Vega

StarDate: July 9, 2014

You are missing some Flash content that should appear here! Perhaps your browser cannot display it, or maybe it did not initialize correctly.

You are missing some Flash content that should appear here! Perhaps your browser cannot display it, or maybe it did not initialize correctly.



Over the decades, when astronomers wanted a subject for testing new techniques for studying the stars, they frequently turned to Vega, the brightest star of Lyra, the harp. It’s one of the brightest stars in the night sky, it shines pure white, and it climbs high overhead as seen from most of the northern hemisphere, making it an excellent target.

In 1850, Vega became the first star other than the Sun to have its picture taken. In 1872, it became the first star to have its spectrum photographed — a development that allowed astronomers to study the chemical composition of stars in detail. And it was also one of the first stars with an accurate measurement of its distance.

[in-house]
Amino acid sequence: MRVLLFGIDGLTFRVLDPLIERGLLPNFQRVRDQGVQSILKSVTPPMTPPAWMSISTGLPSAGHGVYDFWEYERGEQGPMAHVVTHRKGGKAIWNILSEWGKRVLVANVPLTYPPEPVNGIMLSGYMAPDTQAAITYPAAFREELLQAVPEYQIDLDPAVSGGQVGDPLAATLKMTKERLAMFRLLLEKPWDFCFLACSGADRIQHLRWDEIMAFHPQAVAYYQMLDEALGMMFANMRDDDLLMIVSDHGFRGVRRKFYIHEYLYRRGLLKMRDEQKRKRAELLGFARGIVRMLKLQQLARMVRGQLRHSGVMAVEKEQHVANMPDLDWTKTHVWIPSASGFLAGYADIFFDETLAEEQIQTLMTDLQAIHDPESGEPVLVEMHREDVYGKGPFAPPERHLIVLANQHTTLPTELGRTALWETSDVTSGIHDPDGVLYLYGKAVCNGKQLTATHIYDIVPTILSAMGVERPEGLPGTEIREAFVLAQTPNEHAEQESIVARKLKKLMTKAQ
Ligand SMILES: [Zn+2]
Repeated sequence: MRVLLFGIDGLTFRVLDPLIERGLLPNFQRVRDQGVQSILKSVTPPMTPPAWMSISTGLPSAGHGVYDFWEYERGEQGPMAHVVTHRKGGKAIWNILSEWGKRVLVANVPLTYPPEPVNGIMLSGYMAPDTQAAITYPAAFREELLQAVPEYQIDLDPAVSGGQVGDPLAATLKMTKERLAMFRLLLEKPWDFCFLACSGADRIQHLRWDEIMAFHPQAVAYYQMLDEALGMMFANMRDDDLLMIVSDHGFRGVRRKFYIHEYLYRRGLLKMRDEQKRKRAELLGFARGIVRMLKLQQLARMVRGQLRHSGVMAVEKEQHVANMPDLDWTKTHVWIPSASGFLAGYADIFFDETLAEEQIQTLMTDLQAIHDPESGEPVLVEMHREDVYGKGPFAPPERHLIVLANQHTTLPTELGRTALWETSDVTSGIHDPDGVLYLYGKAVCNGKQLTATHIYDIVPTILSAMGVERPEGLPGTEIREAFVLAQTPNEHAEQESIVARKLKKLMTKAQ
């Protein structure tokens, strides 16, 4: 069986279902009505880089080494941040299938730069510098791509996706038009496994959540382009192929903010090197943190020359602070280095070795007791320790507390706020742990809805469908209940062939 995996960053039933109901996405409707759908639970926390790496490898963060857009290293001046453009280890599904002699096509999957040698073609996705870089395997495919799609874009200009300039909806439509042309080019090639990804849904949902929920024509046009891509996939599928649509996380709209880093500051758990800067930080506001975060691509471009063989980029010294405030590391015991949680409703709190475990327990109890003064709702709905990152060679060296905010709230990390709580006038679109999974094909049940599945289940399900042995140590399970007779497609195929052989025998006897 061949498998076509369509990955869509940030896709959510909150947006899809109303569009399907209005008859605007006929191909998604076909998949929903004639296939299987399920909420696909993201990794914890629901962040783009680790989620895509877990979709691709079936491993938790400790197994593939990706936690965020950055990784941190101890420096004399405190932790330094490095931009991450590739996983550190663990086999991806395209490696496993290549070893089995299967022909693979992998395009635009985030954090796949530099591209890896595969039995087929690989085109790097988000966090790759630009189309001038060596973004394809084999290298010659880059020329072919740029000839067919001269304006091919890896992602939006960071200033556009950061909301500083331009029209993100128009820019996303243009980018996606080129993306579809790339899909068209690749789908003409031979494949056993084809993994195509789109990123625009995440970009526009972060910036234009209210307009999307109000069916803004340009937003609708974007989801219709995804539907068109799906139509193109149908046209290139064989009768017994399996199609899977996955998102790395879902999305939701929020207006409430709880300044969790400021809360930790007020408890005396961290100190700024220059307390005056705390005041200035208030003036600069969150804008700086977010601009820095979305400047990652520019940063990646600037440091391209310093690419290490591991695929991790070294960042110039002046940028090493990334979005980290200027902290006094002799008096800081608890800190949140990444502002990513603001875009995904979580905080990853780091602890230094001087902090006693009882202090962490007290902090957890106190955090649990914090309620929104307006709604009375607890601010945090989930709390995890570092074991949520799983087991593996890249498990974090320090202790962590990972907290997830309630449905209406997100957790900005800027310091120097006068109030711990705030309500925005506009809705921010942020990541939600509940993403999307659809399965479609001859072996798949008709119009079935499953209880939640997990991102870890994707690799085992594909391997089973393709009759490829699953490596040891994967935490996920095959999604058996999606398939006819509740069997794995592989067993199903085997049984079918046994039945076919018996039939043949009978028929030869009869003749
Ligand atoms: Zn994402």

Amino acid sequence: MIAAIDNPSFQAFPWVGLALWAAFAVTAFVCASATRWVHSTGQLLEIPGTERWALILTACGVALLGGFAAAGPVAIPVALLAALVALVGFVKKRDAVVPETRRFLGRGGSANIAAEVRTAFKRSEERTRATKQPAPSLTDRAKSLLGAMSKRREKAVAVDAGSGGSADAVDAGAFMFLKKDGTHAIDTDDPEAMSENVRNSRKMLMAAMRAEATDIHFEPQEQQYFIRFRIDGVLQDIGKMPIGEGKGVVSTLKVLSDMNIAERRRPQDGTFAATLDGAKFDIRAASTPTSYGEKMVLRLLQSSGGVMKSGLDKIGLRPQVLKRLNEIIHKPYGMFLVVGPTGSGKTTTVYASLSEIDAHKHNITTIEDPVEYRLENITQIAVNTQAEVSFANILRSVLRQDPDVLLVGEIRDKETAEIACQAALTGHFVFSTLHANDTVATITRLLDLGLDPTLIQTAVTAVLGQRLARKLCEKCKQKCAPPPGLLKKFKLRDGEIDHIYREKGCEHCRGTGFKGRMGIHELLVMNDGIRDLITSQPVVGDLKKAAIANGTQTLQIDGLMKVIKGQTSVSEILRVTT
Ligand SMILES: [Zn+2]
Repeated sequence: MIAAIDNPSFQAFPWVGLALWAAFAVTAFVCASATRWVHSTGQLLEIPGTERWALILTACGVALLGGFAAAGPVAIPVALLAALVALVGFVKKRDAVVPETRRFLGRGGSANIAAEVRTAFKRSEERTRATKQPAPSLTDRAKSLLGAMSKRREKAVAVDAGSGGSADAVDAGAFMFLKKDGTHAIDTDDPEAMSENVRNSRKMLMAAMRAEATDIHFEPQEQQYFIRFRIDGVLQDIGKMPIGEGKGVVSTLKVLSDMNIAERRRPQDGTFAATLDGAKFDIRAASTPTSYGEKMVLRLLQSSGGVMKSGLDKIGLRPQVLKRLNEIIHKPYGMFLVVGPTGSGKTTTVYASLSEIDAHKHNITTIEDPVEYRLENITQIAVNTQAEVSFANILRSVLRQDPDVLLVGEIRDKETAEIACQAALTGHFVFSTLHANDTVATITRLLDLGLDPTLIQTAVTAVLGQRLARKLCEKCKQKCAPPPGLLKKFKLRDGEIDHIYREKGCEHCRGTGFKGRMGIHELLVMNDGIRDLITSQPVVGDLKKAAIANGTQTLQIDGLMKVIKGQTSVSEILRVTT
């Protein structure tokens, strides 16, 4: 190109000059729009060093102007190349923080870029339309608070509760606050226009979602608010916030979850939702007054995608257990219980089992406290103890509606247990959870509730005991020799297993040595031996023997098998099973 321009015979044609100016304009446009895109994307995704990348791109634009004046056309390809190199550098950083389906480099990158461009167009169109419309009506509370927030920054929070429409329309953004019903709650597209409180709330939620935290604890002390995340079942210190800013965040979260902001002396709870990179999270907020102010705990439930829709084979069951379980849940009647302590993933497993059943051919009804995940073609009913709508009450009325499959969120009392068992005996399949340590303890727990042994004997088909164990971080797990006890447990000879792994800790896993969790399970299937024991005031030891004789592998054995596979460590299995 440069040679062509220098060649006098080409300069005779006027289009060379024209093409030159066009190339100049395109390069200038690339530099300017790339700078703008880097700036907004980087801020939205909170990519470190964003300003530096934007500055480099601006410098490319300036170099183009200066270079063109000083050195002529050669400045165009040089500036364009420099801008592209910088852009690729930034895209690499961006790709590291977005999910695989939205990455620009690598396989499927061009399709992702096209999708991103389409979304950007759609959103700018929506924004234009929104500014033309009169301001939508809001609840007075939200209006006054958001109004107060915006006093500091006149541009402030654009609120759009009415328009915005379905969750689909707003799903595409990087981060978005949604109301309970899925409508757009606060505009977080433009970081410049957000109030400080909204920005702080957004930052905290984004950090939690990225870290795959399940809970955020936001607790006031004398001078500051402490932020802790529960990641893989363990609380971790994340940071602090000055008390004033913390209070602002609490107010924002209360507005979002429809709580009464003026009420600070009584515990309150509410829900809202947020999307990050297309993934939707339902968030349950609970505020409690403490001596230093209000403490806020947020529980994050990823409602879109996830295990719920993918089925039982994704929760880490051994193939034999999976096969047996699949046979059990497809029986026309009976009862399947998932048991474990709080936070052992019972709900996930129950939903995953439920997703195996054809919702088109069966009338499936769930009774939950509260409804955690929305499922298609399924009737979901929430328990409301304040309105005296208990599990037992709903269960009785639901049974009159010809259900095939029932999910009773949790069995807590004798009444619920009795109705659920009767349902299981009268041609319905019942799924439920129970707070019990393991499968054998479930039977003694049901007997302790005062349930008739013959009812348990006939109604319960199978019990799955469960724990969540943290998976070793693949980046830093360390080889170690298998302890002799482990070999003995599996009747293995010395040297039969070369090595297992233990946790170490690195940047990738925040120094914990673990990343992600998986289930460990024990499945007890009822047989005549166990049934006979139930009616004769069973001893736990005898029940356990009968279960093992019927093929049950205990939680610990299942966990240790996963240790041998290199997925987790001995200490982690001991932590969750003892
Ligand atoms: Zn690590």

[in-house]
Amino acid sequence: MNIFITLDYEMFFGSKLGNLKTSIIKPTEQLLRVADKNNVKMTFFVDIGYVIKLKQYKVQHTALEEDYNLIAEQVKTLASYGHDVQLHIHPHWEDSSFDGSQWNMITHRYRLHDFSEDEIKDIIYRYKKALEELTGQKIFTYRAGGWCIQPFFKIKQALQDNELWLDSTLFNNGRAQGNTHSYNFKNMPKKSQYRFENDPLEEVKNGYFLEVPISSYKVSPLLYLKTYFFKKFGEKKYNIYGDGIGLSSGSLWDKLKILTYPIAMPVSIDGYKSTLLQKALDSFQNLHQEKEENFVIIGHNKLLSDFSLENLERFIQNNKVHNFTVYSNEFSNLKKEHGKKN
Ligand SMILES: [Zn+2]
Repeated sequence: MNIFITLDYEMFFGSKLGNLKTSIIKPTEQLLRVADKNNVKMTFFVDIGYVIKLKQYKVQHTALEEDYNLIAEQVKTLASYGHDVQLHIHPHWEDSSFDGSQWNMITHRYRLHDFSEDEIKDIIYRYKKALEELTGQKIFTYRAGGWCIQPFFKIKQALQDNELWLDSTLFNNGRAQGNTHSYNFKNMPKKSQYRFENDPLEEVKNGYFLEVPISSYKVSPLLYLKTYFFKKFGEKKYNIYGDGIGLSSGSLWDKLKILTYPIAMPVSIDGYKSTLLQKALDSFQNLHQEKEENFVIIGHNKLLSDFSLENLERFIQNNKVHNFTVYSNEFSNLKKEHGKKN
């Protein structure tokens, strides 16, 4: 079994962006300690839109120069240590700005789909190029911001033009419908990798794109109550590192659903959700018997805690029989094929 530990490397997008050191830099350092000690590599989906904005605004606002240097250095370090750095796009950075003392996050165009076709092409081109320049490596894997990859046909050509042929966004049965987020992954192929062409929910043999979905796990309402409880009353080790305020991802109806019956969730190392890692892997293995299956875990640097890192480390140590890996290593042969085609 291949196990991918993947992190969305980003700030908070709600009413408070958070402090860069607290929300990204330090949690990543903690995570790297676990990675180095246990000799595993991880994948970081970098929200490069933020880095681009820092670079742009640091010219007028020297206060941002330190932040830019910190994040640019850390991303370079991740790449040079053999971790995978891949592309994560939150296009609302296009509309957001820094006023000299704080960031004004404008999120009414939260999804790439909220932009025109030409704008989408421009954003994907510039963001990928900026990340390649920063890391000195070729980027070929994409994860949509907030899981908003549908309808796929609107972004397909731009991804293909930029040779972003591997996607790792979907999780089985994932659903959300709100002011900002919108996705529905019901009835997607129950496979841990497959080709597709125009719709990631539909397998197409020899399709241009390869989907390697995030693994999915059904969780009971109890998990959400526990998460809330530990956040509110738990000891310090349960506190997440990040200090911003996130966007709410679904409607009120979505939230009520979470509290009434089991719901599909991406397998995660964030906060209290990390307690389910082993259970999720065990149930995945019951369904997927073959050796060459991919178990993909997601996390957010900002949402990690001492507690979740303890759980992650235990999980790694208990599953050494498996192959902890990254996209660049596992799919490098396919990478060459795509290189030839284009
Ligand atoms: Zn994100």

More recently, Vega helped astronomers calibrate their observations of other stars. Under the stellar brightness scale, in which a lower number indicates a brighter star, Vega shines at “magnitude zero.” Astronomers could accurately measure the brightness of other stars by comparing them to Vega — a bright and familiar target in the summer sky.

Right now, Vega is high in the east at nightfall and crowns the sky around midnight. Deneb, the tail of Cygnus, the swan, is to the lower left of Vega as the sky gets dark. And Altair, the brightest star of Aquila, the eagle, is a little farther to the lower right of Vega. These three stars form the bright but wide-spread Summer Triangle, which remains in view not only in summer but all the way through autumn as well.

 

Script by Damond Benningfield, Copyright 2014

For more skywatching tips, astronomy news, and much more, read StarDate magazine.

The one constant in the Universe: StarDate magazine

FacebookTwitterYouTube

©2014 The University of Texas McDonald Observatory